Good Samaritan Medical Center

Genetic Counseling and Testing

Genetic counseling services explore your family and personal history to determine your health risks and recommend next steps. Genetics testing is a quickly advancing field used to prevent, diagnose, treat and manage inherited disorders.

Genetic counseling

If you have questions about your risk for developing an inherited disorder, or are worried about passing one along to your children, genetic counseling can address these concerns. By identifying hereditary disorders in your family, we can help you take proactive steps to decrease your, or your family’s, risk.

Genetic counseling starts with a meeting to review your medical history and your family’s health history and discuss potential risk factors. You may be referred for genetic testing, or if testing has been completed, learn about your results and options. If you have concerns about the possibility of genetic issues, discuss them with your doctor, who will determine if you should be referred for genetic counseling.

Genetic testing

Genetic testing looks for variations within specific genes that may indicate an increased risk of developing a disease or passing on an inherited disorder to your children. Genetic testing may be used for a variety of purposes:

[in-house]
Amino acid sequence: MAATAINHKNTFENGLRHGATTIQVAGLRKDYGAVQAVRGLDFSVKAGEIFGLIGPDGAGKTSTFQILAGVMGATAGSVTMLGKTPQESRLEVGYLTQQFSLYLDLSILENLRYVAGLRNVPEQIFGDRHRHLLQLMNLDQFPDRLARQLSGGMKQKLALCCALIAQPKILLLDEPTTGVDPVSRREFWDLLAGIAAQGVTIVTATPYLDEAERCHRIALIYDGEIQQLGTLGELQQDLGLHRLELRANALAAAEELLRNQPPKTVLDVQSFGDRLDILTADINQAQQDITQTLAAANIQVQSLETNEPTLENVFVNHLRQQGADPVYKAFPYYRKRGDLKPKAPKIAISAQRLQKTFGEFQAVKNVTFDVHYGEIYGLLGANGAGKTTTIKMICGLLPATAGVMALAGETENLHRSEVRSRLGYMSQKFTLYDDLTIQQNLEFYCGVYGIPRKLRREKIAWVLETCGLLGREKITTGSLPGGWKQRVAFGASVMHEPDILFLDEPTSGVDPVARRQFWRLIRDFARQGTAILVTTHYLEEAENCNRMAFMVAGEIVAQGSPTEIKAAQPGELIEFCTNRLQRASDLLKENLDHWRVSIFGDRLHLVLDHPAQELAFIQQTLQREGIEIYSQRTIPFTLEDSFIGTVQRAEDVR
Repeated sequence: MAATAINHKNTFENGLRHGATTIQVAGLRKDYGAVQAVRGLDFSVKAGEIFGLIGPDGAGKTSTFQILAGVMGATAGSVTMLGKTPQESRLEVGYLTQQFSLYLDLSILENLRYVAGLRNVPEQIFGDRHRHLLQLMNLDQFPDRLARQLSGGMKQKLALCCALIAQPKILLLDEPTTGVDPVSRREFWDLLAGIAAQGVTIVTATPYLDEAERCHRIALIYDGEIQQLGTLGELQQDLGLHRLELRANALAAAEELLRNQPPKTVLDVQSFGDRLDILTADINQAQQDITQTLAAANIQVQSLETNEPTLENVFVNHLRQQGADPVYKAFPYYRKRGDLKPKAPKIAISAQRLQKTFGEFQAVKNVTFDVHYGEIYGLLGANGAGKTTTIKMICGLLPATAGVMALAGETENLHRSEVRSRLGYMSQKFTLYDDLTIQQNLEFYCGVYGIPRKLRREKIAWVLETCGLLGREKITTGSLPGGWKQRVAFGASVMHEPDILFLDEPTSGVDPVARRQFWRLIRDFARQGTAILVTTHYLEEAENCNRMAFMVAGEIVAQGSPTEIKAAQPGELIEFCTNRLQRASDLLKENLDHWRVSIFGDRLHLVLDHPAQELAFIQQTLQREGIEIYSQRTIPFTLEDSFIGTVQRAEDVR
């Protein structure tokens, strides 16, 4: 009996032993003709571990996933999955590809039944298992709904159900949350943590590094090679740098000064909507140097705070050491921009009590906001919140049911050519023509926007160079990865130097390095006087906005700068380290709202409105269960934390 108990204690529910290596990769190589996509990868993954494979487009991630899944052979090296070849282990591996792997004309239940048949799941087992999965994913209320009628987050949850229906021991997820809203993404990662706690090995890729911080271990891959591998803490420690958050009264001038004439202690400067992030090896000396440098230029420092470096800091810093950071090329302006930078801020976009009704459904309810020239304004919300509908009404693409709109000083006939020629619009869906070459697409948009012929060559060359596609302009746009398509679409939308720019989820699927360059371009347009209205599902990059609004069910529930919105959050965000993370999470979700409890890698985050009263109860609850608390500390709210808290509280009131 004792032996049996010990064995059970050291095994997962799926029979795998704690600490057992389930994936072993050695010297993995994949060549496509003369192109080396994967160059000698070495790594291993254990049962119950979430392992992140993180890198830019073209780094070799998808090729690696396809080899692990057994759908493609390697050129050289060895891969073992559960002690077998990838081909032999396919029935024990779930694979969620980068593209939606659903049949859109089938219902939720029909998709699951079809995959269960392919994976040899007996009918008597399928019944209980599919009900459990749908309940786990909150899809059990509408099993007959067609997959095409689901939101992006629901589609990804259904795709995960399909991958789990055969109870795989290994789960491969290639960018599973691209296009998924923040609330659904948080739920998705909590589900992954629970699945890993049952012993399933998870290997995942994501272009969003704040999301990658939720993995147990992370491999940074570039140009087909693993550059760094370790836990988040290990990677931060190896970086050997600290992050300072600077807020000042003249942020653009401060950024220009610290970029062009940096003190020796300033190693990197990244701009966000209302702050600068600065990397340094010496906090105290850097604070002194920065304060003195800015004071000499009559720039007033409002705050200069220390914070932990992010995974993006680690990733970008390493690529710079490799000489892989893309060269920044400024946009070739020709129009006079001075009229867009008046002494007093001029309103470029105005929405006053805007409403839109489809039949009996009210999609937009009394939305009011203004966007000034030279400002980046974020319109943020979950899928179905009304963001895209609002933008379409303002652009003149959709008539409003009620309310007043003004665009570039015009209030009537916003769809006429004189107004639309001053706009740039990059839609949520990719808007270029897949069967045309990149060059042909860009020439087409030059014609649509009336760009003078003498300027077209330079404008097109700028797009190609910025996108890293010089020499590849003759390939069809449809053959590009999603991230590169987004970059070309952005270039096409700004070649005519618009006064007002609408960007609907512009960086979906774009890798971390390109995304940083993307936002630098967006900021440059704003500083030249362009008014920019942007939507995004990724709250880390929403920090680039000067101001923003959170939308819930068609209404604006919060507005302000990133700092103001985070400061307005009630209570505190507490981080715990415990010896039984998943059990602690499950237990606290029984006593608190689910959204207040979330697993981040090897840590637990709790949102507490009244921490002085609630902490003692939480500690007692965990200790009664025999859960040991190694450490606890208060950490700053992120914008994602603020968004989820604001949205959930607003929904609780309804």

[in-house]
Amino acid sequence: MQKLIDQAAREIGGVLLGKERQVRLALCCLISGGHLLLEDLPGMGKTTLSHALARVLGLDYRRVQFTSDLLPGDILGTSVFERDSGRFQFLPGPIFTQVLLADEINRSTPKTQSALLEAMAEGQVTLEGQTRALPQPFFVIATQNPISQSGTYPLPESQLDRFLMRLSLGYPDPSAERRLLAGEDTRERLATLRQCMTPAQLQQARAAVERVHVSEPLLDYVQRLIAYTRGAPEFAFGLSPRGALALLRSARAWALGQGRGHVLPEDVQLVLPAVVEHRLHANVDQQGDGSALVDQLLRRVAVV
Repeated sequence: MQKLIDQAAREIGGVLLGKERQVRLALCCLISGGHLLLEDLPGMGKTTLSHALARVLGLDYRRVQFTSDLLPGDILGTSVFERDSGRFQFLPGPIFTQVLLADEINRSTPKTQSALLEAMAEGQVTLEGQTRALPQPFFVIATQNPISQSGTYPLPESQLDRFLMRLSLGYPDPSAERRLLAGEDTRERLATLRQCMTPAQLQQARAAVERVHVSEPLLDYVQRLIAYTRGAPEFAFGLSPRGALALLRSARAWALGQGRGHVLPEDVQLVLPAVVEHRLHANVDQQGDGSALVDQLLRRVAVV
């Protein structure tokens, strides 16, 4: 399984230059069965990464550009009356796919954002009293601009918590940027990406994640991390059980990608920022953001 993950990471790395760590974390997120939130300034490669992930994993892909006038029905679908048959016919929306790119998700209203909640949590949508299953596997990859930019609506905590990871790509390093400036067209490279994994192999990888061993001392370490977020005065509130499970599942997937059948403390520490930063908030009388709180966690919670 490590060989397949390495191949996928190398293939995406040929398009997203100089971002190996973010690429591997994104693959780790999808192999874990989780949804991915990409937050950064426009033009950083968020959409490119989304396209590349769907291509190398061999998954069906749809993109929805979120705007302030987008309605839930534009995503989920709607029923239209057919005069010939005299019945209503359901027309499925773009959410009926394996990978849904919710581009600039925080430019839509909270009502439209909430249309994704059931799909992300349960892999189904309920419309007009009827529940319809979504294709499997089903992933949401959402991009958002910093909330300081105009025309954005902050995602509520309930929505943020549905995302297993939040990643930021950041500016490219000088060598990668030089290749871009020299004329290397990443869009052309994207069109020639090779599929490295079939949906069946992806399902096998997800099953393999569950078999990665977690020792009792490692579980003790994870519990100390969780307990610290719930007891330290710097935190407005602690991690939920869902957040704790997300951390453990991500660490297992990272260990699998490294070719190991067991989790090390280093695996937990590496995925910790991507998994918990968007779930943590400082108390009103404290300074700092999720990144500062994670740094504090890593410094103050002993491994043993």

• Cancer risk - If you have a family history of hereditary cancer, you may be a candidate for cancer risk assessment. For example, a BRCA gene test can check for variants in genes that increase a woman’s risk of developing breast or ovarian cancer.
  • Family planning and pregnancy - If you’re planning a pregnancy or are currently pregnant, you and your partner may be referred for blood tests that look for abnormal genes that can cause your baby to have health problems. These problems include genetic disorders such as sickle cell disease, thalassemia, Tay-Sachs disease and fragile X syndrome. Your doctor will determine if you have risk factors that support the need for testing.
  • Diagnostic testing - These tests are used to identify or rule out a specific genetic or chromosomal condition, or confirm a suspected diagnosis based on symptoms.

Learn more about clinical genetic testing and the uses of genetic testing.

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